Health care systems and providers need to understand the unique realities of military culture in order to work effectively with veterans and military families, according to the findings of a study by a University at Buffalo research team.
Results of the paper published in the journal Military Behavioral Health suggest that health care and mental health care providers and staff should receive training that provides them with enough knowledge to understand the military's culture and values and how that belief system also affects the veterans' transition from a service member identity to a civilian identity.
The paper is among the first to also document the necessity of addressing the many difficulties facing military families in the community, everything from challenges arising when family members are deployed to their return home following their discharge.
"Military service -- and combat experience in particular -- is a profound life experience that many civilians do not understand -- and veterans are well aware of this," says Lisa Butler, associate professor in the UB School of Social Work and the paper's first author.
Using four different focus groups -- two male veterans groups, one female veterans group and one comprised of veterans' family members -- the researchers asked about the collective health care experience and what participants perceived to be the gaps and needs in health care and mental health care provision.
The research team used a sample of veterans in the community rather than one recruited from patients in the U.S. Department of Veterans Affairs (VA) health care system.
"The VA research is important, but we don't know if those findings can be generalized across the entire veteran population," says Butler, who is also the principal investigator of Joining Forces-UB, a team comprised of UB faculty and staff from the schools of Social Work and Nursing who are collaborating to better address the needs of veterans and military families through research and by developing training programs for students in both schools.
"Many people do not realize that only about one in three veterans turn to the VA for their health and mental health care and that most research on veterans is conducted with those in the VA system. This is why the research mission of our Joining Forces-UB project is so unique -- we are seeking to better understand the needs of all veterans and military families by conducting community-based research."
Butler says health care and mental health care providers require what Joining Forces-UB is calling "military/veteran cultural competence."
"Just as you want to be culturally competent working with any population, with veterans it is particularly important because they may shut you out if they suspect a lack of understanding. They'll walk away."
A military service history can have wide-ranging effects on a veteran's life, according to Butler. Veterans feel the framework from which they emerge is not appreciated by the population at large and she says that shortcoming may create obstacles for health care providers that make it difficult for them to understand a veteran's health care needs.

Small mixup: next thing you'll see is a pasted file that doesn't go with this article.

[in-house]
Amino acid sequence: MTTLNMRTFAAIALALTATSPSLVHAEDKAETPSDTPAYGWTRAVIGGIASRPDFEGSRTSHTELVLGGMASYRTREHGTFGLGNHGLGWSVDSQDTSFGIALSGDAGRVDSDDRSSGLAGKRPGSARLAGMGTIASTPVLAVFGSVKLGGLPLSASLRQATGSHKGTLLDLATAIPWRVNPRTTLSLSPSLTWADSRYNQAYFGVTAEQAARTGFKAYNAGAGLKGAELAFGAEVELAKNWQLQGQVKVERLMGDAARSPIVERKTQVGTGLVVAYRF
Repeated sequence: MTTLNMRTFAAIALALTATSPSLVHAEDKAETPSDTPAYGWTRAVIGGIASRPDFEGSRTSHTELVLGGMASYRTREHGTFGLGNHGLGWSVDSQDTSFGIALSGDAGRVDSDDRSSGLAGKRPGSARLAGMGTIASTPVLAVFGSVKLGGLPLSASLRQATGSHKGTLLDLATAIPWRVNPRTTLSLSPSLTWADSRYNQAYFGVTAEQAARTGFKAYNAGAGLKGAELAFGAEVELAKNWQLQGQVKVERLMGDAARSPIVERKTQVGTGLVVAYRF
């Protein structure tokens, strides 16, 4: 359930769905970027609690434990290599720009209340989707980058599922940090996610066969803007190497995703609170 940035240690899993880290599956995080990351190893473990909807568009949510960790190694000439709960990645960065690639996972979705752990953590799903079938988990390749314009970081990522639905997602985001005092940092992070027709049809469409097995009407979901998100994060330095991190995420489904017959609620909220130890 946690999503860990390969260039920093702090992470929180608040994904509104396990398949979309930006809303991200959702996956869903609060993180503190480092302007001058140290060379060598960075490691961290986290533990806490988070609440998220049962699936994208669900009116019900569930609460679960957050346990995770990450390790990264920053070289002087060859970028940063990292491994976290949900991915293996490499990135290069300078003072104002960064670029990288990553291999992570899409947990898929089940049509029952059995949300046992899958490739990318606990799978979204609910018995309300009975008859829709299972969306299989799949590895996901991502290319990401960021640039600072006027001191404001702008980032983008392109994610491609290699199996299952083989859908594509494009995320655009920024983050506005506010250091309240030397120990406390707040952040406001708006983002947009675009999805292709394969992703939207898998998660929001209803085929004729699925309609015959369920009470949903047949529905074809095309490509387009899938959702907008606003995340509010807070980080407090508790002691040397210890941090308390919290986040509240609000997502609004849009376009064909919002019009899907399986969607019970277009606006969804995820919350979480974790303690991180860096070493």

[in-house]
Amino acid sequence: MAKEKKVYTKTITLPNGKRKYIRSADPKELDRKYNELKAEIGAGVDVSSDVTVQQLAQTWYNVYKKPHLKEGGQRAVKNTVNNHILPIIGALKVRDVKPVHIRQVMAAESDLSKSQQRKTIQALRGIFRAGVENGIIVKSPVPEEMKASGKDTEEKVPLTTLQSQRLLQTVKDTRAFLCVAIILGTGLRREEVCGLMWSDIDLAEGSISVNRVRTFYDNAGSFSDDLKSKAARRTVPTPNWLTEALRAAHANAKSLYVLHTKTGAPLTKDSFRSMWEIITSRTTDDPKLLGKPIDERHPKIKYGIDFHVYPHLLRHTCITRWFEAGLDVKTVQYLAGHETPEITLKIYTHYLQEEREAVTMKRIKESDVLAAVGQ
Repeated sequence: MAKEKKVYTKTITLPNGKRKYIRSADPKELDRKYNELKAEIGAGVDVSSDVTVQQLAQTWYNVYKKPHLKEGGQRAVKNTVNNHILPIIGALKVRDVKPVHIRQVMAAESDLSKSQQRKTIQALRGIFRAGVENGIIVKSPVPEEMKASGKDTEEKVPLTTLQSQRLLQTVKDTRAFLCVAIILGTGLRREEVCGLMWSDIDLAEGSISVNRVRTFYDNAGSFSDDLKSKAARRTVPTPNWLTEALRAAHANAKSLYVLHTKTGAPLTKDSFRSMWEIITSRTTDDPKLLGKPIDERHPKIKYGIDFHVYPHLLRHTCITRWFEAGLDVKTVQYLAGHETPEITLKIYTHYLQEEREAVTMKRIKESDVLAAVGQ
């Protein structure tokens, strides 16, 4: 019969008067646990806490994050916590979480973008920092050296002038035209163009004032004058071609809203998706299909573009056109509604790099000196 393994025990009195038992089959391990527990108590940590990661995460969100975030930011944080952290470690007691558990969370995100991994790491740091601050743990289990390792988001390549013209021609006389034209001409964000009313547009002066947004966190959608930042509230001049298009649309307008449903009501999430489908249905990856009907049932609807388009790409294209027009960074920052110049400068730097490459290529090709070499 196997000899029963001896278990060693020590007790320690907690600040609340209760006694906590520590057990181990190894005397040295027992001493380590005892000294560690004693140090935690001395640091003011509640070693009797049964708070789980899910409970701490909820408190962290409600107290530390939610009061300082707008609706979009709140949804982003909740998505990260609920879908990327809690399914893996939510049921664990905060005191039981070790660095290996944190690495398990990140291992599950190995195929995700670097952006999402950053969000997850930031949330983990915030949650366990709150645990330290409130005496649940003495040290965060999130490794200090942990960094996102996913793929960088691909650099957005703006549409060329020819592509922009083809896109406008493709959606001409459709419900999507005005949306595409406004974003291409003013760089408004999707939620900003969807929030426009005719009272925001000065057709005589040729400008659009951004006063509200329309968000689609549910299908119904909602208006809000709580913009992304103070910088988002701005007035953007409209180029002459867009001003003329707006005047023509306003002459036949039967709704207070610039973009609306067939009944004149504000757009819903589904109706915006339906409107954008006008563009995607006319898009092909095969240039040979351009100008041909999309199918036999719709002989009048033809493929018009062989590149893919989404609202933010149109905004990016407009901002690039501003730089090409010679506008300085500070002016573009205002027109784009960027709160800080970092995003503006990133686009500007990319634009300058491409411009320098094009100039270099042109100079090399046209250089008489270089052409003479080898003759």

"Providers who bring military/veteran cultural competence to their interactions with veterans have the potential to enhance outcomes and increase quality of care. This is in addition to preventing veterans from walking away from care that may be beneficial," says Braden Linn, a doctoral candidate in the UB School of Social Work and one of the paper's co-authors, along with Mary Ann Meeker, associate professor in the UB School of Nursing, Katie McClain-Meeder, project manager on Joining Forces-UB, and Thomas Nochajski, research professor in the UB School of Social Work.
But the questions that might fill the gaps and satisfy the needs of veterans often go unasked because of the absence of that cultural competence.
Butler says that outside of Veterans Affairs hospitals, asking about military service is rarely part of a patient's intake. "Providers outside of the VA often don't think about a client having military experience or how that service might affect the veteran's presenting condition; how to treat them; or how they'll respond to treatment," she says. "The critical issue is to ask about past military service, and then follow up with questions about hazardous exposures that are known to be specific to their era of service -- these are listed on the VA's website. It is also important to have a basic knowledge of military culture and what that could mean for how veterans approach their health care."
Even the paper's title, "We don't complain about small things," alludes to an ideal obvious to veterans that health care providers don't always grasp.
"That's a quote from a veteran," says Butler. "She was speaking to the lack of understanding often present in health care. She was saying that it takes a lot for a veteran to seek help and so a medical complaint should never be viewed as trivial."
She says that veterans are proud of their toughness but it can make it difficult for them to seek services.
"Cultivating military/veteran cultural competence can help providers deliver better care--care that acknowledges the veteran's unique history and its significance in a veteran's life even after they transition to the civilian world," says Butler. "If providers don't understand that, they won't be as effective in the care they provide."
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